2007 Network industry graveyard

01 Nov 2007
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By Network World Staff

IT and network industry watchers are ghoulishly fascinated with death. The SCO Group death watch, for example, started well before the embattled company filed for Chapter 11 bankruptcy protection in September. Also, we've run stories this year with headlines such as 'Is Fibre Channel Dead‾'and 'Are standalone IPSs dead‾'and 'Is free nationwide wireless broadband dead‾'

While none of those things is technically dead, other technologies, companies and concepts have met their demise. View our slideshow to pay your respects.

BlackBerry and Skype networks

BlackBerry addicts went into big-time panic mode when RIM's network for their surgically attached devices blacked out the night of April 17.

RIM explained that the outage was caused by a small bit of new code and a problem in the network's failover process.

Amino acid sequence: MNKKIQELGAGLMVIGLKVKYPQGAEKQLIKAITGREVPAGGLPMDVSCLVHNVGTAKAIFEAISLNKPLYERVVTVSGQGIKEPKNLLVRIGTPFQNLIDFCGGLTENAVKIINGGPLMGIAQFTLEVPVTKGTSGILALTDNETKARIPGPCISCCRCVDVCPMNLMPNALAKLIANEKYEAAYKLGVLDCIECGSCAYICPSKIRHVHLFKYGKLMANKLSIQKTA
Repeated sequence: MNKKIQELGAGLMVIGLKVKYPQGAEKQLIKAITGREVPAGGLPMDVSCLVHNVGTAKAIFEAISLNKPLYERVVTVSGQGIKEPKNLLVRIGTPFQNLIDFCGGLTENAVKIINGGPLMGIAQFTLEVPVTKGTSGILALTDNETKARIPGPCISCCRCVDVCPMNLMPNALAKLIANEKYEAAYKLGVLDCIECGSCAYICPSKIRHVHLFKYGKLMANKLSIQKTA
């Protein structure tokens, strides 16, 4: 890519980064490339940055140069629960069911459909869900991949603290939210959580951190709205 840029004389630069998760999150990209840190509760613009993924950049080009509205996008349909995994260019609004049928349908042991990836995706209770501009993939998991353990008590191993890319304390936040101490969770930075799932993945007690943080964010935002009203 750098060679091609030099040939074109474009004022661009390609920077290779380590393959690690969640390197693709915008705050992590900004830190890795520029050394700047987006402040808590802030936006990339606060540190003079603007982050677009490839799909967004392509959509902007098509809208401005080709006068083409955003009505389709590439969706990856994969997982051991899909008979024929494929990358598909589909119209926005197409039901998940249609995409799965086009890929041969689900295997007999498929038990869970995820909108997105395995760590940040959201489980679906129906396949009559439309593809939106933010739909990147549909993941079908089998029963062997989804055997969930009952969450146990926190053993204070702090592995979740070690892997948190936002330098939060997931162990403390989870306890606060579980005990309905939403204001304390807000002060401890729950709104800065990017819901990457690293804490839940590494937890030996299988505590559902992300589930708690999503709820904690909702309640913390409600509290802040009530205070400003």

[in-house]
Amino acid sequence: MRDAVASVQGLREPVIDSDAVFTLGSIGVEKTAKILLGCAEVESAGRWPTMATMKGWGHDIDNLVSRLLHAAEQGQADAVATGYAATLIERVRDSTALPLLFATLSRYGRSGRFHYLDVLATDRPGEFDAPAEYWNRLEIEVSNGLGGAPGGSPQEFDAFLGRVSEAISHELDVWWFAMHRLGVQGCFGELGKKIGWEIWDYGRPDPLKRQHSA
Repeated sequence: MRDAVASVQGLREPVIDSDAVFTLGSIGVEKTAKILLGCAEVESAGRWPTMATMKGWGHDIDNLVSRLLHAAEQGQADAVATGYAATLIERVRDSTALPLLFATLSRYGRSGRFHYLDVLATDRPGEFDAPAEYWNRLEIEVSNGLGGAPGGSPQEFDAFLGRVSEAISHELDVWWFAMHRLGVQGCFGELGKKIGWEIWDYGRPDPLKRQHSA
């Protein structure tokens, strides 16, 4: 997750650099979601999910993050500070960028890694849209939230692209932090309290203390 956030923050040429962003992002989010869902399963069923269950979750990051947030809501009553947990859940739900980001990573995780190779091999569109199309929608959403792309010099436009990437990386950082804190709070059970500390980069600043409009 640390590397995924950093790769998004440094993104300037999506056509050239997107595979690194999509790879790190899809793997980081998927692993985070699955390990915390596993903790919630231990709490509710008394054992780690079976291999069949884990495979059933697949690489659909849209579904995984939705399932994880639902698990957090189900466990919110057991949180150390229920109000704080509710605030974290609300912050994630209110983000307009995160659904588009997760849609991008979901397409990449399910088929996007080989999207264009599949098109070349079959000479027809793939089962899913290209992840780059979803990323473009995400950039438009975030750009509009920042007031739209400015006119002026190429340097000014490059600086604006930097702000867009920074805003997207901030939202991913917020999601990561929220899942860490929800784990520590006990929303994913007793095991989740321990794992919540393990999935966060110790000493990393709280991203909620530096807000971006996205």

Skype's VoIP network died for two days in August, the apparent victim of bunches of customers downloading Microsoft patches and rebooting their computers at about the same time. Skype softened the blow by offering a week's free service for paying customers.

Harry Potter"&brkbar;the worm

A worm called W32/Hairy-A circulated this summer that told victims that 'Harry Potter is Dead.' As we hope you know by now if you're reading this, the young wizard survived the final edition of J.K. Rowling's series, though the worm itself fizzled out.

Palm's Foleo smartphone

In an embarrassing setback for Palm, the handheld pioneer in September announced it had scrapped its Foleo project, a two-and-a-half-pound 'smart phone companion.'There was actually no shortage of people lining up to take credit for killing off the device.

DRM music

No, not all music enveloped with digital rights management is dead, but the march to the graveyard has begun.

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